Theater Review: “Othello” in the 21st century at WSC Avant Bard
A 21st century spin on a Shakespearean classic
Directed by Tom Prewitt, the WSC Avant Bard production of “Othello” tells the classic Shakespearean story of betrayal in a well-executed performance. With a unique set, original composition and a dynamic narrative, this is a performance that is well worth the time of any Shakespeare lover.
The most visually striking and noticeable element of the production was the set. The show is performed in a black box theater that has been designed to resemble the interior of a submarine or naval base. There was a raised platform center stage that looked like an electronic map but also served as a platform for various monologues. There were also two televisions mounted upstage that were used to enhance the play’s narrative. Since the set was limited to one location, the televisions occasionally played recordings of scenes in other locations in order to streamline the story.
The lighting of this production highlighted every scene with emphasis. Violent blues and reds were commonplace and come off as natural in such a naval setting. Occasionally Othello was cast under a focused beam of red lighting, highlighting his psychological struggle. Most memorable however, was the scene in which Iago convinced Roderigo to kill Cassio. The entire stage was washed in green lighting, a manifestation of Iago’s immense jealousy that has driven him to such extremes. This was the reveal of the “green-eyed monster.”
The music, composed by Roc Lee, was sparse but effective, using solitary piano to thin, mournful strings to a dramatic orchestral swell
Though the acting was commendable, it was rather evident that this was one of the cast’s earlier performances of the season. Actors frequently jumped the gun with their lines; interrupting one another, thinking it was their turn to speak. There were also occasional stutters and repetitions of certain words that distracted the audience from the performance.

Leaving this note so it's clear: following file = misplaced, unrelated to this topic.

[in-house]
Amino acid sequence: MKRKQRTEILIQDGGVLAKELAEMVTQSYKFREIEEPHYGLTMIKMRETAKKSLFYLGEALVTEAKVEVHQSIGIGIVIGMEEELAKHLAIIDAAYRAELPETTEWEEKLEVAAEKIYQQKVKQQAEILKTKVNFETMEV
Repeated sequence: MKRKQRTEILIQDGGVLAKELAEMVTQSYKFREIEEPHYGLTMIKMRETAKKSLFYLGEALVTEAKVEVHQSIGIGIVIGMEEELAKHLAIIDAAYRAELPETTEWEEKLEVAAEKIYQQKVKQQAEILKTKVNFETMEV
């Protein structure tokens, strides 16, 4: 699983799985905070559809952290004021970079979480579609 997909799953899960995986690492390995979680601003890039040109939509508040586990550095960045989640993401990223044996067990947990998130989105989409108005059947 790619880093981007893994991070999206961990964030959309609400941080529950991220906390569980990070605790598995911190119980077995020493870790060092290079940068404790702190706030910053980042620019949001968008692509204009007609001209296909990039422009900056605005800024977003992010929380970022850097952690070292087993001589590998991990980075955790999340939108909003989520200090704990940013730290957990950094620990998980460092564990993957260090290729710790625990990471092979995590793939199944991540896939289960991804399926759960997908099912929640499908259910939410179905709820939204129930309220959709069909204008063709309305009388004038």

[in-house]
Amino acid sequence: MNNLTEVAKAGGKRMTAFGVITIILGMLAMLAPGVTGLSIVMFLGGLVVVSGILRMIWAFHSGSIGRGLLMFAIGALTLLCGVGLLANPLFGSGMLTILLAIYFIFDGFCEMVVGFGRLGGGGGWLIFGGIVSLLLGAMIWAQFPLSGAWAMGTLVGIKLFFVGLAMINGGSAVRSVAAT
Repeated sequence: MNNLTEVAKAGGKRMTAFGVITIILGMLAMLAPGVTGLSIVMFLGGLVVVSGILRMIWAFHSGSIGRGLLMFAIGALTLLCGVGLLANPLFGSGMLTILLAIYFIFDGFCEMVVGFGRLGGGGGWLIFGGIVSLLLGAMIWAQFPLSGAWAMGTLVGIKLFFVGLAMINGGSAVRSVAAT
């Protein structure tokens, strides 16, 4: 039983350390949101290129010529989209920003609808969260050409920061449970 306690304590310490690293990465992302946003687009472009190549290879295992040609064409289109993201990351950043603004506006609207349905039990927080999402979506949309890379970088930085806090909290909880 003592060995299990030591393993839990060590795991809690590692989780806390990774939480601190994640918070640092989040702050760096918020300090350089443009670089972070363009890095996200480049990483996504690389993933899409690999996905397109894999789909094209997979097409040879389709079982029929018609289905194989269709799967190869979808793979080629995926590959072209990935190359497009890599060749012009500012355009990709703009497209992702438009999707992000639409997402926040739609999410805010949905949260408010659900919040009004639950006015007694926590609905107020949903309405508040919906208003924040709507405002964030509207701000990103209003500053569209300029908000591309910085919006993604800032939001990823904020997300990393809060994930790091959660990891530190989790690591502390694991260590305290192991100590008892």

Despite these occasional hiccups, there were still several standout actors that truly sold it. Chuck Young (Othello) has a vast repertoire of expressions that bring the dynamic internal struggle of the moor to life. Frank Britton (Iago) caught many by surprise with his charming swagger, making his character one the most likeable villains in Shakespeare. Providing much-needed comic relief are Jay Hardee (Roderigo) and Manolo Santalla (Brabantio). Hardee pulls off the awkward white guy who can’t quite “get with it” beautifully, while Santalla plays the hilarious, confused old man who seems to be in a constant state of incredulity.
Though clearly set in current-day, there were various inconsistencies throughout the production that contradicted the time period. In the beginning of the play, Iago holds a smartphone as he shows the other actors some letters. Later on, when Othello receives letter, he gets it in a physical envelope. Also, in spite of being surrounded by naval technology, characters exclusively wielded knives. Although this may have made the fight scenes easier to choreograph, it still created dissonance in the show.
Overall, the actors kept the audience’s attention and the set, music and lighting furthered the narrative in a fairly compelling direction. Any fan of Shakespeare would do well to see this production.
“Othello” runs from Feb. 4 to March 1 at Arlington’s Theater on the Run.